introduction of a process for pressing the cocoa butter from the cocoa
beans. This not only enabled Cadbury Brothers to produce pure cocoa essence,
but a plentiful supply of cocoa butter remaining was also used to make new
kinds of eating chocolate.
Mint in Icknield Street was founded.
For a considerable time, the Cadbury family were prominent both in the life of
the city of Birmingham, also in the Religious
Society of Friends (Quakers). It was considered that John Cadbury, the founder
of the Cadburys,
active for many years in the temperance society. Alcohol was perceived
by him to increase poverty among
the working people. With his
Cadbury, b 1838 – 1923 who was a teacher in the adult school movement
they taught hundreds of men to
read and write between 1849 and 1911.
Where the Choir Started;
It is claimed
that the naming of Icknield Street is not proven. Some sources ascribe it to
William Hutton in the
19th century who was the person who wrote the
first History of Birmingham in 1783.
Icknield Street Map
Icknield Street School Listed
Photo acknowledgement Mac Joseph "Old Ladywood"
The school is now a Sikh temple and has suffered a fire in recent
years but has now been repaired.
Buildings at Risk
Buildings at Risk 2
opened in 1883 (J.H.
Chamberlain's death), as Icknield Street Board School. It became a secondary modern in
1945. In the 1960s it had over 950 pupils, believed to have closed in the 1970s. It is one of
Martin and Chamberlain's Board Schools -
more, and is listed Grade II,
and they built another 40 of them around the city, also
NELSON STREET, and
OOZELLS STREET. They were built with certain
aims in mind, e.g. healthy ventilation and that is why they had towers, to allow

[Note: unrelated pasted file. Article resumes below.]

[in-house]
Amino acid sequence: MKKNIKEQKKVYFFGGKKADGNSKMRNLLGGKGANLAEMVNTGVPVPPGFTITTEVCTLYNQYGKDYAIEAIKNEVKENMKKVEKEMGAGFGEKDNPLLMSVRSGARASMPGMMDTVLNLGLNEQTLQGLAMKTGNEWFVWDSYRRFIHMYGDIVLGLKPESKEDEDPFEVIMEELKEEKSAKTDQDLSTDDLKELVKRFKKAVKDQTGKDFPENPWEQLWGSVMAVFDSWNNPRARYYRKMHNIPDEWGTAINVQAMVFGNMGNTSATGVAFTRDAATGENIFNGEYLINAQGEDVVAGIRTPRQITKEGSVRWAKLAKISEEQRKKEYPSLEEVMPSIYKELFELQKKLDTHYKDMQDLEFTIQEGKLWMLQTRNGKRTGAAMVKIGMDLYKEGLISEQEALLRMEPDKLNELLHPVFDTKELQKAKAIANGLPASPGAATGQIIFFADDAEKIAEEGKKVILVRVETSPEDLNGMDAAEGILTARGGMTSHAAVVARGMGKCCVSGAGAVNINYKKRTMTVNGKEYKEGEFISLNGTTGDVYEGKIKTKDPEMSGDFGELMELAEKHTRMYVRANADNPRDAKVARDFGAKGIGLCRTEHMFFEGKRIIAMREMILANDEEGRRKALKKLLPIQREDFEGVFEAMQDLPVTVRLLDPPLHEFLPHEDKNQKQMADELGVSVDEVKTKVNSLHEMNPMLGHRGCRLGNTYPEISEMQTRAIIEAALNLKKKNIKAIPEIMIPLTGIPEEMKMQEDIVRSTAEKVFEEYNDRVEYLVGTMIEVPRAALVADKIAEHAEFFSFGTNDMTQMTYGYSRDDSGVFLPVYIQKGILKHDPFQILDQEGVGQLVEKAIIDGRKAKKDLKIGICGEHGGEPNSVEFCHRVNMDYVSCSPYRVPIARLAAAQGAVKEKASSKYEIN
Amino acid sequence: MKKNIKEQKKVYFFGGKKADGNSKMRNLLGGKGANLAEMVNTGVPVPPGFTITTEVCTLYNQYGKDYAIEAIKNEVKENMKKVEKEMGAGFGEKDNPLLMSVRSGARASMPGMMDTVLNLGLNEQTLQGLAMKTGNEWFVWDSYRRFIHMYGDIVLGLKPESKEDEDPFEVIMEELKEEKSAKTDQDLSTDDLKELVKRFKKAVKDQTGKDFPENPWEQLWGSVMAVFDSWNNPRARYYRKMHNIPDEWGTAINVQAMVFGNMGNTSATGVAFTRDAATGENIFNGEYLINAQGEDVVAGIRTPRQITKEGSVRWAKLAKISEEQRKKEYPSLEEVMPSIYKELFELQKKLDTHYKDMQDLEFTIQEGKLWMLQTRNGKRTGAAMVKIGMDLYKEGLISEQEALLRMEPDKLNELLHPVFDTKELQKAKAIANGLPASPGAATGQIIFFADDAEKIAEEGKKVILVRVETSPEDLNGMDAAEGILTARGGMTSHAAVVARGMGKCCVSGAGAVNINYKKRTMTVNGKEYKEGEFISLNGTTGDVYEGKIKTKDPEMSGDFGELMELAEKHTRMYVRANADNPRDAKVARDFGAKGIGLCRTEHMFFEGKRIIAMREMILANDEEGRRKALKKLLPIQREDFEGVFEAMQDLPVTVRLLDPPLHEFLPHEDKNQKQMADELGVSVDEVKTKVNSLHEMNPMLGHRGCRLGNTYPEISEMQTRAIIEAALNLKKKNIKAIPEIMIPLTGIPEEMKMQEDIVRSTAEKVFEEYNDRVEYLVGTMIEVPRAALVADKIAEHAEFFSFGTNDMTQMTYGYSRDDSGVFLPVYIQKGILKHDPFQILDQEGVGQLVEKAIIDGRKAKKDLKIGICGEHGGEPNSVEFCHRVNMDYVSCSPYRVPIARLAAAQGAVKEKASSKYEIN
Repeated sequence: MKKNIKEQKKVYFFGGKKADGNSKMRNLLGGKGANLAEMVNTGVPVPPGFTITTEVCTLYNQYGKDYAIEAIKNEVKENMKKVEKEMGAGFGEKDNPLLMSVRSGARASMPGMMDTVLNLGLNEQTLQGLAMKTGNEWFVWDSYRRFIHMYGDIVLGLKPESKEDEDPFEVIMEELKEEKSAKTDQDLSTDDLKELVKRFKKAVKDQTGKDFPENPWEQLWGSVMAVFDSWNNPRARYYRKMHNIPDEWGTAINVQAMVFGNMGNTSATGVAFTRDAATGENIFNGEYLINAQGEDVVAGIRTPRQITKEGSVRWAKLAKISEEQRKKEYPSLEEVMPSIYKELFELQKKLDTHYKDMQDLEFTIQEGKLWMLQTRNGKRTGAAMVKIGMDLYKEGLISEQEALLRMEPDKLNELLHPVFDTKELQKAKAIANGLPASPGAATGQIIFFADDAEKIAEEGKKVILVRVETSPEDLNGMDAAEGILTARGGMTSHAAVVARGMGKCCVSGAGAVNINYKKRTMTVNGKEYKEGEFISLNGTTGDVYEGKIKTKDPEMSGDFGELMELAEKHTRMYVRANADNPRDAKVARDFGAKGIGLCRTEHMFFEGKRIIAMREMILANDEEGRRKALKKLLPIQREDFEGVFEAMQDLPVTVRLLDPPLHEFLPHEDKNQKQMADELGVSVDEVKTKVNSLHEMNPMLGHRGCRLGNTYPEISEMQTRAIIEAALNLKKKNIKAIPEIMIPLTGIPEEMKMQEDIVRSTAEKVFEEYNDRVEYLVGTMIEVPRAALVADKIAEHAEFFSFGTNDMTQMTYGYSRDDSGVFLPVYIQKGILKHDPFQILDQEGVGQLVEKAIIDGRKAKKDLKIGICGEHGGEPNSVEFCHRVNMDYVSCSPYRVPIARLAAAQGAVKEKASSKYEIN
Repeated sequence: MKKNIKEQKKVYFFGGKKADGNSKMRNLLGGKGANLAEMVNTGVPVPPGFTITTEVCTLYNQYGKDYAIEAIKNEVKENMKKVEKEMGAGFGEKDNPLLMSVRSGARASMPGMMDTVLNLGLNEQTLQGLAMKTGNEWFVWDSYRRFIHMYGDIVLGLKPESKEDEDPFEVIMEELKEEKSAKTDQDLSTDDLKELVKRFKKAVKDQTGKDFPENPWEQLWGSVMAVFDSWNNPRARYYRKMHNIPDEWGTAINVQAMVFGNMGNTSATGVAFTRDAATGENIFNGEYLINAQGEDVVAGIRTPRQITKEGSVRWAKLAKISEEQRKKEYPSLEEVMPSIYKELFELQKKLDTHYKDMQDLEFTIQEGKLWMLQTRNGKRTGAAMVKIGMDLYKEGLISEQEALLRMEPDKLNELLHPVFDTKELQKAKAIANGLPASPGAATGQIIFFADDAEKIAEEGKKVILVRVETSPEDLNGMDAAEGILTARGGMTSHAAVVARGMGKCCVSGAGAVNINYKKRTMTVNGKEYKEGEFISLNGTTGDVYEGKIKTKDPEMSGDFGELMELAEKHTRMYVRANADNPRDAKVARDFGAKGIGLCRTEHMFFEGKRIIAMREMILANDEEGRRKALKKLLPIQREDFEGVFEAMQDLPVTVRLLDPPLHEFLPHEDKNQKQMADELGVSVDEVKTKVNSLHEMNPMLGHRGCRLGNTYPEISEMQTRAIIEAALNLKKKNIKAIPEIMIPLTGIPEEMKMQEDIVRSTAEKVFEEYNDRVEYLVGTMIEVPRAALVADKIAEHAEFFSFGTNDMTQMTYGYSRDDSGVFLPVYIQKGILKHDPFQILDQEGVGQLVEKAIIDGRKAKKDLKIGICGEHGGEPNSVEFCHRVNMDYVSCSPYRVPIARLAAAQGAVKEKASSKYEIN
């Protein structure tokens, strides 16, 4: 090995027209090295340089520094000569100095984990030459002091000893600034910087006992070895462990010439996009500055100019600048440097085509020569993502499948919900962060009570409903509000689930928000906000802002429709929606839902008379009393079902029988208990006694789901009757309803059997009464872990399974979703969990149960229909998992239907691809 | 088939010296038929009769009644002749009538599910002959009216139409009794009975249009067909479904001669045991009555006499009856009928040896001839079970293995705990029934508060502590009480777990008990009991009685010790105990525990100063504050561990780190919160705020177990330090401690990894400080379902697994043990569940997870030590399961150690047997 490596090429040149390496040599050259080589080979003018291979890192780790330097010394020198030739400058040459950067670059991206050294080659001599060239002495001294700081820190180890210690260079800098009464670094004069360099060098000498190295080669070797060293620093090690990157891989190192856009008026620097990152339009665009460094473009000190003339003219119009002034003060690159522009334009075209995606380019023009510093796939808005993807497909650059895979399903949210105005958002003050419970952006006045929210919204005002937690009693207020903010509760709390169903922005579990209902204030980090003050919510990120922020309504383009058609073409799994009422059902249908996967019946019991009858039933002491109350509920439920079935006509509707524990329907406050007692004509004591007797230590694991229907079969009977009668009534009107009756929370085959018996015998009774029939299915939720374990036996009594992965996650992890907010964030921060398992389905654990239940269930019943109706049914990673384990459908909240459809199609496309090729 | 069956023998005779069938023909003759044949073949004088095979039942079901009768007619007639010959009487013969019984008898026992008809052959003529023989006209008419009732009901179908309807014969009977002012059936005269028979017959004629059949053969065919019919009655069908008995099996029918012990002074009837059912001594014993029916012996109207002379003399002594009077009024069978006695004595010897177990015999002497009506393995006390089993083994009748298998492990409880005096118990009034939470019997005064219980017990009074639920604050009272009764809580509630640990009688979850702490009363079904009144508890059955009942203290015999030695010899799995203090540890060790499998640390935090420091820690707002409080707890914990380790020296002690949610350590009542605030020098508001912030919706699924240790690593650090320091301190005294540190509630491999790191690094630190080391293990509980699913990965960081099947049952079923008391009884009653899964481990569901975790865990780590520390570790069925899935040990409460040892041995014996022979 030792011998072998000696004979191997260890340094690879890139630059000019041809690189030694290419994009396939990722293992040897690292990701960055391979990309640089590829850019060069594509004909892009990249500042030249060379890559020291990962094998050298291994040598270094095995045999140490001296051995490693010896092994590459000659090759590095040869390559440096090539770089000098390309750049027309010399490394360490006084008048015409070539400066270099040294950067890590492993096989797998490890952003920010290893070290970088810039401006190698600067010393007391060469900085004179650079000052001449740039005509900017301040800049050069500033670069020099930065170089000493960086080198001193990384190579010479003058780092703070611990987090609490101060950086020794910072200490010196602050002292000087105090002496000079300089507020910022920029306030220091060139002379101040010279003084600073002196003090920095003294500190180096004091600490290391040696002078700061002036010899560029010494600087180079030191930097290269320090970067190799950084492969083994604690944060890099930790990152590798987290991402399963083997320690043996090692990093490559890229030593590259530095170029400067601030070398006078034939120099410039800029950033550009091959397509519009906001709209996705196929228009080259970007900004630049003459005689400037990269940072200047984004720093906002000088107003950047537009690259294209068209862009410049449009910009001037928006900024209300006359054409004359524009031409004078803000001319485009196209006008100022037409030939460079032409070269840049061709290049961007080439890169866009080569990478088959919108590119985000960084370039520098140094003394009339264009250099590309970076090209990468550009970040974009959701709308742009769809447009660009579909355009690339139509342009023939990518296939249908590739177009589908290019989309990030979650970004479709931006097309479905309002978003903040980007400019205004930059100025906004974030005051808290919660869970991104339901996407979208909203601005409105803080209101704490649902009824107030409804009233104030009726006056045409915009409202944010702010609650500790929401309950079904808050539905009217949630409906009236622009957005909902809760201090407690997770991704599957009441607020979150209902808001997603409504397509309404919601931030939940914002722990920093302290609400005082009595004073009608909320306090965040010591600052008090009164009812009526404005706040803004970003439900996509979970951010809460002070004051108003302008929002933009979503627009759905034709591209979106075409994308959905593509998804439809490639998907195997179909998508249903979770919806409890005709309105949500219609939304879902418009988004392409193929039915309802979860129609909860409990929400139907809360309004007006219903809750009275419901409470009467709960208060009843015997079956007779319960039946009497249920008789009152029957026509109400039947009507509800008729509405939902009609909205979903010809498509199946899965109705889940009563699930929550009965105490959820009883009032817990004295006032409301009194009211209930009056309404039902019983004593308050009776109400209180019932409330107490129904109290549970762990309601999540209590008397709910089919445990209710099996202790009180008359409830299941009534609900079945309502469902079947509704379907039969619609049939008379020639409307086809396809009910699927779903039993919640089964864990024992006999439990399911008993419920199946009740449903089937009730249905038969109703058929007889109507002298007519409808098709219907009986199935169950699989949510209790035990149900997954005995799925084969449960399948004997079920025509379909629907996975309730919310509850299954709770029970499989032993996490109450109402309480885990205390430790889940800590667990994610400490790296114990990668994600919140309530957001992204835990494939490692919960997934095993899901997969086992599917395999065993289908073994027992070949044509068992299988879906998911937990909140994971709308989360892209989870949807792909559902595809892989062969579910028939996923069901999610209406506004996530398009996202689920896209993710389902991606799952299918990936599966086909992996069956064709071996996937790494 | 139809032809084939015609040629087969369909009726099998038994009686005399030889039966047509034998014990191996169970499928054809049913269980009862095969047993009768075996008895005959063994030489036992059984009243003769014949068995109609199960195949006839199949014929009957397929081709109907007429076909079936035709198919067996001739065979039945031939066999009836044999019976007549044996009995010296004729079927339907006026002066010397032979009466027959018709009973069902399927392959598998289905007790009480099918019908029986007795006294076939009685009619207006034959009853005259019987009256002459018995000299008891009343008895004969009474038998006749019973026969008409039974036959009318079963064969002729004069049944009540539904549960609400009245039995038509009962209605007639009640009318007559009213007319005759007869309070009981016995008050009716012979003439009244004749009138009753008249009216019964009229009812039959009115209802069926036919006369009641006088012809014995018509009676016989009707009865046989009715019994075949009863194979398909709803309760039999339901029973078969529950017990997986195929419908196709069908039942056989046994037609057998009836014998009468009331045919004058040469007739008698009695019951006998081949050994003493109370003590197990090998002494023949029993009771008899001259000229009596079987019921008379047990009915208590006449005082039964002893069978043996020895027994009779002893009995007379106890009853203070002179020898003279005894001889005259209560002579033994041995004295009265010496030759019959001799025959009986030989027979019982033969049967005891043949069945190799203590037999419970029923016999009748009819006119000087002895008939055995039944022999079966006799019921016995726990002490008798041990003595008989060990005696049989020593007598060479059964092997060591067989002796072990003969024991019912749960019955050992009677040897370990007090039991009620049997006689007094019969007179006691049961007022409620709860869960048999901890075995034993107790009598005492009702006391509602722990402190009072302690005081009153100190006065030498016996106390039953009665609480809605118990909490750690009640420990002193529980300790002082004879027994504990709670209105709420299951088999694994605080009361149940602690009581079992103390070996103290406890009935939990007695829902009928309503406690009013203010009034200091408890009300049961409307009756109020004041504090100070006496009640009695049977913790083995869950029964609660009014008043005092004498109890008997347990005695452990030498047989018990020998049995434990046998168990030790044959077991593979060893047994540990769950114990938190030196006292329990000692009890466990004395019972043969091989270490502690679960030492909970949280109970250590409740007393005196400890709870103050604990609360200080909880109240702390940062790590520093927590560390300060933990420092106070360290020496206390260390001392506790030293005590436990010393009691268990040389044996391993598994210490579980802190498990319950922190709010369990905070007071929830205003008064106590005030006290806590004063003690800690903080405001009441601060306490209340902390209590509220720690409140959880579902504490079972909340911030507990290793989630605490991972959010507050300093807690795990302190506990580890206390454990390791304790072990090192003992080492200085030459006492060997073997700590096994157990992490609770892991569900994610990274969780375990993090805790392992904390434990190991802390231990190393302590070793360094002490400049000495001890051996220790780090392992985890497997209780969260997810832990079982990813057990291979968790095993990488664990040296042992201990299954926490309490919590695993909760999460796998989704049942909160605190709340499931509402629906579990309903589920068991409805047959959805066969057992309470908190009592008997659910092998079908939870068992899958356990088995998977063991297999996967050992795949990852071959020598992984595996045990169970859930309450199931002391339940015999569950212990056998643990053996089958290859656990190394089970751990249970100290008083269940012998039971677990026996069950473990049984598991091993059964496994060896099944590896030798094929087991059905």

air circulation, as the classrooms show here.
ART CLASS, and
INTERIOR VIEW. Martin built in red brick with terracotta decorations in a
Venetian Gothic style and used decorative tiles with foliage motifs, as also can
be seen at the
Birmingham Institute of
Art and Design in Margaret Street,
J H Chamberlain, is buried at
Key Hill Cemetery. (as
Chamberlain no relation), they also extended the Grand
and designed the original
1879 Central Library
which was demolished in 1974. John
Henry Chamberlain had formed a partnership with William Martin in 1864 and they
became the leading gothic architects in Birmingham. Their offices were located
in the Christ Church buildings (now demolished) at the top of New Street, close
to the Town Hall and Council Buildings in Victoria Square.
Chamberlain was also responsible for scores of
Birmingham buildings including
Spring Hill Library,
just up the road, and Joseph Chamberlain's home
Highbury Hall, as well as the
Chamberlain Memorial Fountain.
Where photos are used I may have given acknowledgements but some are in the
public domain or taken by myself. I will remove without question any that are
deemed to be copyright.
Thank you, contact details at bottom of page.
On the email link below, please click and edit. This is to
Birmingham Icknield MVC
Phone No. 07985041167
Webmaster: Icknield Choir History